Turned up to eleven: Fair and Balanced

Friday, July 19, 2002


"Godless Capitalist", in the comments below, casts aspersions on my mathematical capabilities, suggesting that my skepticism about genetic engineering of complex traits is rooted in (to paraphrase) "being a mathematically illiterate molecular biologist"; ok, he didn't quite, but close enough. He suggests that the future of biological modeling is analogous to current electrical circuit theory. Now, I was really bad at electric circuit diagrams, but I do remember the basics of impedance, capacitance, resistance, voltage, and current, and I agree that for simple biological systems, this model is adequate, if oversimplified.

"Godless" misses the point, however, in arguing that this is a case of mathematical inadequacy. The question is not whether or not I can do it, but whether or not it is 1) theoretically possible, and 2) practical.

Was Godel (no umlauts in Blogger) a naysayer, when he proved that no sufficiently powerful logical system could be consistent and complete?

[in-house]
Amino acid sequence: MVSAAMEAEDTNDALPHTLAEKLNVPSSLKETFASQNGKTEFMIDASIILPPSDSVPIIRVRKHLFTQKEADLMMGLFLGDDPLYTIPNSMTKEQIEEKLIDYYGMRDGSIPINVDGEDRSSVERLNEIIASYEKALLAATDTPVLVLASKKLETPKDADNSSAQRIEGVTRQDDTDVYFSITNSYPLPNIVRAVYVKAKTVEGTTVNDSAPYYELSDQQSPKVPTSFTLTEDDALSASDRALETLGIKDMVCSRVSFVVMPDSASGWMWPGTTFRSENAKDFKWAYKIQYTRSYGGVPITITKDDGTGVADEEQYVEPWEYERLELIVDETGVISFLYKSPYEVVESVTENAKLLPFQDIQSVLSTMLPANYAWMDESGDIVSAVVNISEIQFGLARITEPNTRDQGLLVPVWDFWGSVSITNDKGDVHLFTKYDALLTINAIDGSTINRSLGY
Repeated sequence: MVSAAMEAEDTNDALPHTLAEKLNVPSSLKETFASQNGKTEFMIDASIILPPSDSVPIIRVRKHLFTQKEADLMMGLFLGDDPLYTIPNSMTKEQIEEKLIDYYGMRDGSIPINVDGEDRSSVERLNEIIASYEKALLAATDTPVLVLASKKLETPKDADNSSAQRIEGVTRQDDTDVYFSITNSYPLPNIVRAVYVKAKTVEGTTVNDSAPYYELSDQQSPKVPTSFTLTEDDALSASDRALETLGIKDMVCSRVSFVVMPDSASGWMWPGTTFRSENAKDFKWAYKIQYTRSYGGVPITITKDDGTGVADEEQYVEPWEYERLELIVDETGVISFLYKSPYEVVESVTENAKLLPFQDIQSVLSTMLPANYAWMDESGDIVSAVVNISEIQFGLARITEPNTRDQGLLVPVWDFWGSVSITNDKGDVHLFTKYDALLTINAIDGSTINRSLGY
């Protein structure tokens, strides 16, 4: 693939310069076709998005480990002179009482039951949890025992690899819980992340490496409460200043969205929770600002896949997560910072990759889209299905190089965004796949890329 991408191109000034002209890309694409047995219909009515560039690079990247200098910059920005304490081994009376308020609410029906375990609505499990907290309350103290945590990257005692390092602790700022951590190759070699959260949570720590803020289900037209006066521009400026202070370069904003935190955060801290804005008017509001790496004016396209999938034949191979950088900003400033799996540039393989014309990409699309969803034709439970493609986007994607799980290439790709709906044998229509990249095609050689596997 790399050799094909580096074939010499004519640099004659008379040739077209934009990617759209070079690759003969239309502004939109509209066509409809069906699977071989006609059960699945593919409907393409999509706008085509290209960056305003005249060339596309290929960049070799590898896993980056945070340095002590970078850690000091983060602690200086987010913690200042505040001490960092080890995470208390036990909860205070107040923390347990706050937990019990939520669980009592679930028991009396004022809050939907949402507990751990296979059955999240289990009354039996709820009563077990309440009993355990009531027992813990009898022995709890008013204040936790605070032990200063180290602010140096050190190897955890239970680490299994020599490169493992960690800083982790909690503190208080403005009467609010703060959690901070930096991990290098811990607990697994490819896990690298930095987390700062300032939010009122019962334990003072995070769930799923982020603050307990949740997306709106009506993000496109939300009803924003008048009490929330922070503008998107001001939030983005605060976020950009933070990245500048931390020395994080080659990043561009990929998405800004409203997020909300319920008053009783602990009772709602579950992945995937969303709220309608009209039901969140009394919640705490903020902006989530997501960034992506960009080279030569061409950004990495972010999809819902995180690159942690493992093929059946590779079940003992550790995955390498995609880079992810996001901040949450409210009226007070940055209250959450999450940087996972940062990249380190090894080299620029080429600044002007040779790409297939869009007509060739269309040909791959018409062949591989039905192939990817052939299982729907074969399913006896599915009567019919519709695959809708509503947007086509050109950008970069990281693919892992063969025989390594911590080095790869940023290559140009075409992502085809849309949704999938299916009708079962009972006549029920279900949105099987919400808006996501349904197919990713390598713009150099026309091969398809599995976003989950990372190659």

Was Heisenberg just not so good at solving equations, or did he find a fundamental physical limitation?

I suspect that most of my readers understand that these rhetorical questions illustrate that fundamental limitations exist, and sometimes, we find them. I don't know for a fact that such a limitation exists in this instance, although smarter people than me or Godless have argued that case (Penrose, and John Searle, just to name a couple in a particular field).

I won't spend any more time on this till next week, but here is some food for thought:

Suppose we define complexity as the ratio of the description of a system to the system itself. It is a bit tricky, but we can think of the system itself as taking up space within a defined solution space S. If that system's set of solutions fills the space, then it is "maximally complex". If not, then a ratio can describe that complexity. The ratio can be approximated for the three general types of solutions to dynamical systems; point solutions, limit cycles, and "strange attractors". Think about it...

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